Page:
Three Ways to Respond to Reading

If you are an upper elementary reading teacher, then you are already well aware that in order for students to improve reading, they must... well... READ. And while our classrooms may be full of independent readers engaged in a plethora of books from our well-organized book bins, simply reading is not enough for developing comprehension. Explicit instruction of key reading strategies is vital for helping our young readers develop their comprehension, and so is another aspect that is sometimes overlooked: responding in writing to reading. 

Providing students with a variety of opportunities to respond in writing to reading helps improve comprehension by enabling students to connect ideas, analyze, summarize, and interpret key ideas from the text. Even by simply providing students opportunities to write personal reactions to text, comprehension can be improved. 

Although answering questions is one way for students to write about their reading, why not provide students with fun and enjoyable opportunities to respond in writing to the books they are reading? Here are 3 of my favorite ways for students to respond to reading.

Your students will enjoy writing about the books they read with this simple activity using an index card. Students simply write a summary of the book on an index card. Then, they use 1/2 sheet of white paper to draw and color a picture of the story. Then simply attach the index card to the picture for a display that your students will love. My students created these Index Card Reading Responses after I finished reading aloud The One and Only Ivan.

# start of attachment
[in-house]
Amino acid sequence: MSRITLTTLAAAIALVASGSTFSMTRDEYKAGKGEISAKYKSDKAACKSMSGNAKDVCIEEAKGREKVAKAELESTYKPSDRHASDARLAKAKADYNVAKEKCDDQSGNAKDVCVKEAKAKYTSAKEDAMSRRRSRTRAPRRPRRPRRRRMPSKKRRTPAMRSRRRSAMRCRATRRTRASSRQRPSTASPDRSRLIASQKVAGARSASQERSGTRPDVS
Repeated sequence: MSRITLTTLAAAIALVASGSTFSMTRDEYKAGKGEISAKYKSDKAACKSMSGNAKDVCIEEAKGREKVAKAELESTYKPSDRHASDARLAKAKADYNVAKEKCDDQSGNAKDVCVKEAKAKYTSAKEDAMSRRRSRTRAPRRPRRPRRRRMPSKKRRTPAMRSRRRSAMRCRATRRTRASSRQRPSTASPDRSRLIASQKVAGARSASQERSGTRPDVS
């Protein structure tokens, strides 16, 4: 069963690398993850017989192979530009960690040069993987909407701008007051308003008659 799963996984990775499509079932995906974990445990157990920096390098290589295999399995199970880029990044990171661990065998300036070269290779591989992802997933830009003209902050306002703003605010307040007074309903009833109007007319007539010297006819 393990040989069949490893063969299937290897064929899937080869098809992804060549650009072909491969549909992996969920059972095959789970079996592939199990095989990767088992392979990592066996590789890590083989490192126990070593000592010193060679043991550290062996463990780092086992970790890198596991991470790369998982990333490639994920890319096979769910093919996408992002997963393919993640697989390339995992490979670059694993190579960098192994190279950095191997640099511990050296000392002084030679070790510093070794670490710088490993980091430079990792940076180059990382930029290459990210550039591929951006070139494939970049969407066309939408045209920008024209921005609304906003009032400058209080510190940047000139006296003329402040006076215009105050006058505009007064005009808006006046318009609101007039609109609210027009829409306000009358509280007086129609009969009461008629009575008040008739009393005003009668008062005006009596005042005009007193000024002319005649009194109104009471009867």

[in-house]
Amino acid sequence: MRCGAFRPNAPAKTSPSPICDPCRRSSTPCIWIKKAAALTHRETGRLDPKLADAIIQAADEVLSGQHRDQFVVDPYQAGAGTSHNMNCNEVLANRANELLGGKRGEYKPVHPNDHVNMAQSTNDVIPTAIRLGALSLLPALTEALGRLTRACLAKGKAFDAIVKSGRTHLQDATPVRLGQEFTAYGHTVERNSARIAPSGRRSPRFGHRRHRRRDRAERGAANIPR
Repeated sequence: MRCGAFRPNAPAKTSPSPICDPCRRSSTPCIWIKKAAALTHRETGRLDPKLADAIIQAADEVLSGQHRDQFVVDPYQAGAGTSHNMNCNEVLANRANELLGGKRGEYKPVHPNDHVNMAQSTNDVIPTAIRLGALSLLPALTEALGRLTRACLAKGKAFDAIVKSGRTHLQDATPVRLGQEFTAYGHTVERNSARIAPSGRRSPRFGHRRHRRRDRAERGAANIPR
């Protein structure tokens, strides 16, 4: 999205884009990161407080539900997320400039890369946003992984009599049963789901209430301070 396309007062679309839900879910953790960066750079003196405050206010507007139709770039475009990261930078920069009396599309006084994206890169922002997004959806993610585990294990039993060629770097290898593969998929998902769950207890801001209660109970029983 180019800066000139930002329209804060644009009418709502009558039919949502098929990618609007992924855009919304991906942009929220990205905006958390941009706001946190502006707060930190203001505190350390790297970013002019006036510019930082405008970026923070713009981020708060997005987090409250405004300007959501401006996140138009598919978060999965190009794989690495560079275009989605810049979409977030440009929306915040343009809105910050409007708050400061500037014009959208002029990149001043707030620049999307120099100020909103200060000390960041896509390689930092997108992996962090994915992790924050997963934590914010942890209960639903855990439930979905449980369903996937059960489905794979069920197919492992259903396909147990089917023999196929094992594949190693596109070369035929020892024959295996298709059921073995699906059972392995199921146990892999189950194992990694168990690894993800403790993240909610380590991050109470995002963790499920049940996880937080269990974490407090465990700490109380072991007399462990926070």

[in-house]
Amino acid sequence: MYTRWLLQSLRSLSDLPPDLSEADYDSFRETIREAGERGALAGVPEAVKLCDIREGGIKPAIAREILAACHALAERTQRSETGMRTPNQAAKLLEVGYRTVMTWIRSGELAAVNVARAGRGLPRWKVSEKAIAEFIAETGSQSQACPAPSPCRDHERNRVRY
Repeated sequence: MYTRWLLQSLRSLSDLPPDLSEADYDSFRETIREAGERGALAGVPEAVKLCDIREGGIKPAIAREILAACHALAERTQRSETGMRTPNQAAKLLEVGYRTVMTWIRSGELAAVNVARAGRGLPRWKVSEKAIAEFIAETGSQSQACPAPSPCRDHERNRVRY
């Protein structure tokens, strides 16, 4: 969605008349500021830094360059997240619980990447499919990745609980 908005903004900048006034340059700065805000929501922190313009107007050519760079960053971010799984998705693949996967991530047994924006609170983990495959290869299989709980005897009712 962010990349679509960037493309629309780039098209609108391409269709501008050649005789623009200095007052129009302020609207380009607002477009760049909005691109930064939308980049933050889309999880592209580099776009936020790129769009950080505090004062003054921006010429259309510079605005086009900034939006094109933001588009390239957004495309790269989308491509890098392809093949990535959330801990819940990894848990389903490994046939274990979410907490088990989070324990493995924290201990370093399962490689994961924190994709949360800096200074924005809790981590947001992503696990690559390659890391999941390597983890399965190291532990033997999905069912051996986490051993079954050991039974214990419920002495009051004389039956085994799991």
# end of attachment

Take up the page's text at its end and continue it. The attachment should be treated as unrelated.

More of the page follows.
To create a shutter book, turn a piece of paper vertically. Fold the left side of the paper to the center. Then fold the right side to the center. Voila! You now have a shutter book!  On the inside of the shutter book, students write about the book they have read. Students may write about cause/effect situations, facts and opinions, character traits, settings, summaries, and more. For example, on the left side, students could write about the character by listing 2 or 3 character traits to describe the main character and provide evidence from the text to support the choice of traits. In the middle, students could write a summary of the book, and on the left column, students could write a description of the setting and explain its importance to the story. Then students write the title of the book on the front of the shutter book and draw and color a picture. The possibilities of this activity are endless. 

Your students will love responding to and telling about their reading with these fun seasonal flipbooks! Students may tell about a fiction book they have read by describing the story elements, tell about the sequence (beginning, middle, and end), or they may write about a non-fiction book by providing details from the book. Then, your students will enjoy seeing these fun seasonal shaped books displayed on the bulletin board. To find out more about these reading response flipbooks, visit my store or visit my blog to learn more. 

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